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Intracellular Methicillin Selection of Listeria monocytogenes Mutants Unable to Replicate in a Macrophage Cell Line

Andrew Camilli, Christine R. Paynton and Daniel A. Portnoy
Proceedings of the National Academy of Sciences of the United States of America
Vol. 86, No. 14 (Jul. 15, 1989), pp. 5522-5526
Stable URL: http://www.jstor.org/stable/34513
Page Count: 5
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Since scans are not currently available to screen readers, please contact JSTOR User Support for access. We'll provide a PDF copy for your screen reader.
Intracellular Methicillin Selection of Listeria monocytogenes Mutants Unable to Replicate in a Macrophage Cell Line
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Abstract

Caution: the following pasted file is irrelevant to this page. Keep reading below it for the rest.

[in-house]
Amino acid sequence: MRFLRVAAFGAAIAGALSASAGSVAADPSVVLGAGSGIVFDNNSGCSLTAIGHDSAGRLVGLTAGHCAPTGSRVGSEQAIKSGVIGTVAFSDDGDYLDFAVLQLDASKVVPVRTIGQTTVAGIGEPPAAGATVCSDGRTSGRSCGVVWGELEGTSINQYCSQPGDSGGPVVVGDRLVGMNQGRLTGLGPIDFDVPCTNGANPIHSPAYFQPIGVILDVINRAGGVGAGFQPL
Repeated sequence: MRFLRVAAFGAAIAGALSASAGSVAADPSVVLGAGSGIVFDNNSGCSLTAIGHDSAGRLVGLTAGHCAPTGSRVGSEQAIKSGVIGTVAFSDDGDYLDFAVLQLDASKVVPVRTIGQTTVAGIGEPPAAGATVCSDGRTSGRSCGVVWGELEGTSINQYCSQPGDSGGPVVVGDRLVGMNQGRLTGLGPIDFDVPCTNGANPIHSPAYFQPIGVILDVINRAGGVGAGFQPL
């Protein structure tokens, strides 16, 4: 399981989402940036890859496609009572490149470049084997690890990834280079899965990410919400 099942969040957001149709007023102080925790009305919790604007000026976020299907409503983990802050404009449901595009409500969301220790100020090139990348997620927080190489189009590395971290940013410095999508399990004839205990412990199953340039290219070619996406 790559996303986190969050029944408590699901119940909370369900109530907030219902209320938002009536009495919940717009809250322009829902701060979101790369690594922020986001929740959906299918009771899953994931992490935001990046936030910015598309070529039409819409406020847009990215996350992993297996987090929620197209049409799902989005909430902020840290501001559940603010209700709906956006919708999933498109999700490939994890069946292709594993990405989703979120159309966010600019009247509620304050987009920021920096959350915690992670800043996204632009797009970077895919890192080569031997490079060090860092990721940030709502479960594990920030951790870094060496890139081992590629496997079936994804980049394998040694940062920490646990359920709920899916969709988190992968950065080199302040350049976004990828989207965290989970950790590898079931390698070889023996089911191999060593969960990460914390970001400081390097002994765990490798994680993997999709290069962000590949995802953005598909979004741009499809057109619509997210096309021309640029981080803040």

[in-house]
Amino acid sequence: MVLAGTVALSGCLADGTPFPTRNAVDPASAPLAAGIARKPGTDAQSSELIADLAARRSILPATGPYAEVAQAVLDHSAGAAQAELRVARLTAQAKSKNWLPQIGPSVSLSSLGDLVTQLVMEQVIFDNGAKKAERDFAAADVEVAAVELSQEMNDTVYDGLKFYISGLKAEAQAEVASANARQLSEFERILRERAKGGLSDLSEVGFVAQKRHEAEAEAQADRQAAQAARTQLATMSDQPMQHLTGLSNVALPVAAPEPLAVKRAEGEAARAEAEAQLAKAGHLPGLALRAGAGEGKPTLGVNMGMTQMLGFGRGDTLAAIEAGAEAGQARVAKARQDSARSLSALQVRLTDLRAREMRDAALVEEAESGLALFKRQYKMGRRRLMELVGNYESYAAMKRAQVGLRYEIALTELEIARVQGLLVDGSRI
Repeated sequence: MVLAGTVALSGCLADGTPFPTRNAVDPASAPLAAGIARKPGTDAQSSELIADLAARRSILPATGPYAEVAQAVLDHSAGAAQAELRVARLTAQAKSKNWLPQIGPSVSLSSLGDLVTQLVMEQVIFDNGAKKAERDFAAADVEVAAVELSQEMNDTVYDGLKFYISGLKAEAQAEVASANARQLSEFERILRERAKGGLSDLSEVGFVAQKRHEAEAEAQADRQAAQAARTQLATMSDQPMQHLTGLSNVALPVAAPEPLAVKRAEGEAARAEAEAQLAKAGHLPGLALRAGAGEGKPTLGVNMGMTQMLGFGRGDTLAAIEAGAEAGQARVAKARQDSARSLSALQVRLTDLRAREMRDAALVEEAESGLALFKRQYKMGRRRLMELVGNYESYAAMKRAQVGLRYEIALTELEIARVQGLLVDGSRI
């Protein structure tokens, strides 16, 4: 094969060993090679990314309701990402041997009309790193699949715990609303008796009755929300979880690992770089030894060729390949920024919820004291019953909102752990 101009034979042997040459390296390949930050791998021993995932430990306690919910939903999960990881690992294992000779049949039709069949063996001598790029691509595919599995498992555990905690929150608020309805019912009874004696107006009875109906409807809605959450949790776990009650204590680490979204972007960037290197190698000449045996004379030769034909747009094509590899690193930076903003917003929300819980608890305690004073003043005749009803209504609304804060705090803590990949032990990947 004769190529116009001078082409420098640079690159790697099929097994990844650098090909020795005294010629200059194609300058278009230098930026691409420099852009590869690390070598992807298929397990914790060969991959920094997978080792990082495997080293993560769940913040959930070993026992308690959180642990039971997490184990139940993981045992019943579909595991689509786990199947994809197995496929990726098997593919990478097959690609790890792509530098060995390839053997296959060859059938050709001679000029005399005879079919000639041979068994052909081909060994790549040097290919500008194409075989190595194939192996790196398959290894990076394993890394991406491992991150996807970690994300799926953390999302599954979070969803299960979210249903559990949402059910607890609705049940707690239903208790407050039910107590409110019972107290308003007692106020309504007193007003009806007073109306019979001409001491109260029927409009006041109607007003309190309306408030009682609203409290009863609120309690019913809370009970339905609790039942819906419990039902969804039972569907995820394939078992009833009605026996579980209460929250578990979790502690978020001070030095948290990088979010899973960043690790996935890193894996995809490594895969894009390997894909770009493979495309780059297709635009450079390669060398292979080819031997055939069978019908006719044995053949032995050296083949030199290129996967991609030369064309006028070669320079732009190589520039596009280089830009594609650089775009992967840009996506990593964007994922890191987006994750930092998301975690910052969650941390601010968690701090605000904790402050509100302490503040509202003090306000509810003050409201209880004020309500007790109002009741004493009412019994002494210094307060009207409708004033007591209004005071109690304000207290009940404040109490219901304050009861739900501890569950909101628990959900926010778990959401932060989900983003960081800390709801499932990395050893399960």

To dissect the determinants of Listeria monocytogenes that are required for pathogenicity, we designed an intracellular selection protocol based on penicillin selection to isolate mutants defective for intracellular growth. Eight independent mutants obtained by insertion of Tn916 were isolated that were resistant to methicillin treatment following internalization by the J774 macrophage-like cell line. Seven mutants were absolutely defective for intracellular growth, whereas one showed abortive intracellular growth. The majority of the mutants were nonhemolytic and lacked a secreted 58-kDa polypeptide thought to be the L. monocytogenes hemolysin, listeriolysin O. Southern blot analysis indicated that one mutant contained a Tn916 insertion in hlyA, the listeriolysin O structural gene, which resulted in a truncated listeriolysin O polypeptide, whereas another mutant contained an insertion immediately upstream of hlyA, which resulted in reduced expression of listeriolysin O. The other mutants contained Tn916 insertions in genes other than hlyA, although all but one were nonhemolytic. Revertants isolated by their ability to grow within tissue culture cells regained hemolytic activity. These data show that intracellular methicillin selection facilitates isolation of mutations in genes required for intracellular growth and strengthens the premise that listeriolysin O is essential for intracellular growth.

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